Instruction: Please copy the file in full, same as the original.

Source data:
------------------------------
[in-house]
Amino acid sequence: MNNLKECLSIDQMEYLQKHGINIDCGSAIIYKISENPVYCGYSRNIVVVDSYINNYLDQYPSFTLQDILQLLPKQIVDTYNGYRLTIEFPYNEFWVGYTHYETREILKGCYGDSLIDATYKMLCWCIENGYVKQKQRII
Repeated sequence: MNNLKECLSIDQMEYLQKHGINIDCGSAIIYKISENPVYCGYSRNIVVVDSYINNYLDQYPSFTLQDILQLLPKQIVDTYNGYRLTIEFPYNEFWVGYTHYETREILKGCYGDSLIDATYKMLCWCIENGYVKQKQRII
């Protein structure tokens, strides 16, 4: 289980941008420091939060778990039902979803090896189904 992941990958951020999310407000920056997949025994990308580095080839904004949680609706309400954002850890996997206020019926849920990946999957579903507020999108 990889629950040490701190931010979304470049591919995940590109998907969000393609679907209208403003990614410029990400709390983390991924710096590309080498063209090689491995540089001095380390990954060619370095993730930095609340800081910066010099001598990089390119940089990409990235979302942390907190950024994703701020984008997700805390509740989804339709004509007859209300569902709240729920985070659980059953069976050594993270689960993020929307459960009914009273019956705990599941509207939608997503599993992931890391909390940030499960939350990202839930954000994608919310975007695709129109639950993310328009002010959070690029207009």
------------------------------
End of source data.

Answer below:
[in-house]
Amino acid sequence: MNNLKECLSIDQMEYLQKHGINIDCGSAIIYKISENPVYCGYSRNIVVVDSYINNYLDQYPSFTLQDILQLLPKQIVDTYNGYRLTIEFPYNEFWVGYTHYETREILKGCYGDSLIDATYKMLCWCIENGYVKQKQRII
Repeated sequence: MNNLKECLSIDQMEYLQKHGINIDCGSAIIYKISENPVYCGYSRNIVVVDSYINNYLDQYPSFTLQDILQLLPKQIVDTYNGYRLTIEFPYNEFWVGYTHYETREILKGCYGDSLIDATYKMLCWCIENGYVKQKQRII
């Protein structure tokens, strides 16, 4: 289980941008420091939060778990039902979803090896189904 992941990958951020999310407000920056997949025994990308580095080839904004949680609706309400954002850890996997206020019926849920990946999957579903507020999108 990889629950040490701190931010979304470049591919995940590109998907969000393609679907209208403003990614410029990400709390983390991924710096590309080498063209090689491995540089001095380390990954060619370095993730930095609340800081910066010099001598990089390119940089990409990235979302942390907190950024994703701020984008997700805390509740989804339709004509007859209300569902709240729920985070659980059953069976050594993270689960993020929307459960009914009273019956705990599941509207939608997503599993992931890391909390940030499960939350990202839930954000994608919310975007695709129109639950993310328009002010959070690029207009």